What Keeps You Going When You’re Trying to Help Refugees of a War With No End in Sight?

CRS regional director shares his own motivation, and the motivations of the refugees

Photo courtesy of Caritas Iraq

ISIS and Syria seem far away to most of us reading the terrible headlines each day. But for those who are on the ground trying to help the victims of the conflicts, the problem is not a news item, but a collection of human faces.

Kevin Hartigan is the regional director for the Middle East, Europe, and Central Asia region for Catholic Relief Services (CRS).

Back at the CRS offices in Baltimore for a few days, Hartigan answered ZENIT’s questions via email:

ZENIT: In the United States, “immigration and refugees” is a politically charged issue. What is it like for you, as someone on the ground facing immigration and the refugee crisis every day?

Hartigan: Working with refugees and immigrants every day we realize that the choice to leave one’s country is almost always the absolutely last resort – something that was unthinkable to the refugees themselves until the moment that it became the only option left.  We also realize the strength of refugees’ yearning to return to their countries, where almost all have left loved ones and lives they miss with an intensity that many outside observers don’t appreciate.

ZENIT: How does an aid agency such as Caritas/CRS even begin to tackle a situation so complex that the great powers of the world can’t solve it?

Hartigan: We are not trying to solve the political or military situation, but rather trying to live out our mission to provide comfort and hope to  families – particularly the most vulnerable – at some of the darkest hours in their lives.  This is something we can achieve to a large degree, and we do have the satisfaction of assisting people in meaningful ways.

ZENIT: What keeps you going, personally?

Hartigan: This is easy: what keeps me going is the privilege of being able to do something significant to help people, and the joy of working with our local colleagues and Church partners – who are full of energy and even humor despite being nearly all displaced by war themselves.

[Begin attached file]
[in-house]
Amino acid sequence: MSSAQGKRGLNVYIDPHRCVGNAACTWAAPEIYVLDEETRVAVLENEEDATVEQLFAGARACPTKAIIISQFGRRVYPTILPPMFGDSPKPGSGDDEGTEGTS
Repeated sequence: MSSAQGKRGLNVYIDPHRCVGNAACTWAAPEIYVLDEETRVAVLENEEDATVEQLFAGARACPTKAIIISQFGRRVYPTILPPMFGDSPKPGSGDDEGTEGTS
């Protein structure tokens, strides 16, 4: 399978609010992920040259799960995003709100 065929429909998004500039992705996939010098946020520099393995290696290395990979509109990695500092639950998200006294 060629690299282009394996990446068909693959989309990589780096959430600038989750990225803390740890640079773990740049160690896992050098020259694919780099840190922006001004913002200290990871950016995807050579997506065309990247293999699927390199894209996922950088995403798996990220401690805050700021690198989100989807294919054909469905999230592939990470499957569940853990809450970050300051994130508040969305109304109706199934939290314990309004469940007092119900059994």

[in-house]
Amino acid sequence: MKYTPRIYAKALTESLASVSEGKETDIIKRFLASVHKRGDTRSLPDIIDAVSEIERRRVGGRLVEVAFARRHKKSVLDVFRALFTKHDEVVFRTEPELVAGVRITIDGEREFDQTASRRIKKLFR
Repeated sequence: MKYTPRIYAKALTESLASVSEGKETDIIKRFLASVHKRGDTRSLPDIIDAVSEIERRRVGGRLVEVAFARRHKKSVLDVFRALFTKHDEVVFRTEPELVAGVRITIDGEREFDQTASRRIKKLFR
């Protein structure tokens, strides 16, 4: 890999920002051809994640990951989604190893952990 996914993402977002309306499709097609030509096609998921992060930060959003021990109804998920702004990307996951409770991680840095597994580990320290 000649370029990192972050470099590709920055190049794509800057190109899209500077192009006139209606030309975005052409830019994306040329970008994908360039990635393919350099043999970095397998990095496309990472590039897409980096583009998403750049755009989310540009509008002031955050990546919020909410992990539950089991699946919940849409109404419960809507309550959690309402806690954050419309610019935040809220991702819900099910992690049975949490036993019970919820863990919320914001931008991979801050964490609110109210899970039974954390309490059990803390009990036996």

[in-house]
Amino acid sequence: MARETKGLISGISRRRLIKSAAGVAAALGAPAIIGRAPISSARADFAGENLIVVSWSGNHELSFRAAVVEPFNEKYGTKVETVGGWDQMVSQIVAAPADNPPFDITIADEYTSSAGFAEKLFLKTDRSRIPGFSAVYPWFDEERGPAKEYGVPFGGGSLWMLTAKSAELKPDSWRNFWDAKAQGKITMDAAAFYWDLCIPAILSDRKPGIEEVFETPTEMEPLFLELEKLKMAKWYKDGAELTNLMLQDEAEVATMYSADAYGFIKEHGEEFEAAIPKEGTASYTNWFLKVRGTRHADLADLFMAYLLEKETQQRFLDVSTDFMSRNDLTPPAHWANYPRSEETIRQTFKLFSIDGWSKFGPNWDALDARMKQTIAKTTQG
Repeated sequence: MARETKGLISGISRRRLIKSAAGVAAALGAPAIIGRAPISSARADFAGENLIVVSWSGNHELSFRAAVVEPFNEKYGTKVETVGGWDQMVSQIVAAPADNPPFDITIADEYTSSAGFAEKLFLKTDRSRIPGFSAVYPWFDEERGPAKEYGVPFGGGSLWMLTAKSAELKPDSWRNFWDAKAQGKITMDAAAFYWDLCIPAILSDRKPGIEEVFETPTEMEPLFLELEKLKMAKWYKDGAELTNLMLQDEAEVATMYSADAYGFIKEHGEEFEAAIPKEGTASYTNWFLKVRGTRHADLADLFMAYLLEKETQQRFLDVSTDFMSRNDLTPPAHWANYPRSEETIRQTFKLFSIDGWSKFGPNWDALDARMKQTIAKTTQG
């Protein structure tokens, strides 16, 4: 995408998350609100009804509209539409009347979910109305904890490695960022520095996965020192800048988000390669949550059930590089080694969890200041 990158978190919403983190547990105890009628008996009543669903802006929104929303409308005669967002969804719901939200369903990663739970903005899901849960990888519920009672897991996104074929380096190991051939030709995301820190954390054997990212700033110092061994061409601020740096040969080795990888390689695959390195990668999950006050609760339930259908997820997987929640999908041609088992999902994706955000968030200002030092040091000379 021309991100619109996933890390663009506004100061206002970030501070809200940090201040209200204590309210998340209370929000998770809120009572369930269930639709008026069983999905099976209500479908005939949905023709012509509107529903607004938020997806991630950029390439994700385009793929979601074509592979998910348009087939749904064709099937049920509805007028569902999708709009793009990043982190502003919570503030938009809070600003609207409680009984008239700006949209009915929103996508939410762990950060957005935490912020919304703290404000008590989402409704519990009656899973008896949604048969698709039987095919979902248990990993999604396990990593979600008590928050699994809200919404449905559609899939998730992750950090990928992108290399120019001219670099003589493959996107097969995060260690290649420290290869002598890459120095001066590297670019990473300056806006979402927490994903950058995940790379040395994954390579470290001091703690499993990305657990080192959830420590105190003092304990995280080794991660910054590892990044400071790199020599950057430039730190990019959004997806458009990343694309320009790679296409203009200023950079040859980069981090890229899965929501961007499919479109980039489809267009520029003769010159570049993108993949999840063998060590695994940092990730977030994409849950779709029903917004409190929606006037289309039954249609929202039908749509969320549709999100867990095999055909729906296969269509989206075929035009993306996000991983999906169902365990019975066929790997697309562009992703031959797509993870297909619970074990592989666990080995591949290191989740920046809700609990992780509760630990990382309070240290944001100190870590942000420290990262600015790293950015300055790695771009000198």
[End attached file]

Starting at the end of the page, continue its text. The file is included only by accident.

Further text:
ZENIT: And what keeps the refugees going?

Hartigan: Of course I can’t really speak for any refugees but my impression is that the great majority of the refugees I speak with are very focused on one thing: their families.  Virtually all Syrian families are separated, no one has their entire family together, in one safe place, and until they do, that is what keeps them going – concern for their loved ones: parents, children, spouses, the desire to get them out of danger, and to be reunified.

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Kevin Hartigan is the regional director for the Middle East, Europe, and Central Asia region for Catholic Relief Services (CRS).  

Based in Cairo, he oversees relief and development programs in 15 countries, including the response to the Syrian and Iraq crises, Ukraine, Afghanistan, Pakistan, the West Bank and Gaza, Lebanon, and Egypt.  

He has been with CRS for 26 years, and was previously Regional Director for Asia and Central Africa. Prior to that work, he was the CRS country representative in the Democratic Republic of Congo, Angola, and Cameroon.

Before joining CRS he spent several years as a volunteer in Latin America and Southeast Asia.  Kevin has a B.A. in International Relations from the University of Minnesota, and an M.A. and doctoral candidacy in Political Science from Stanford.  

Photo is of Iraqis who were displaced when ISIS invaded in 2014. Photo by Kim Pozniak/CRS.

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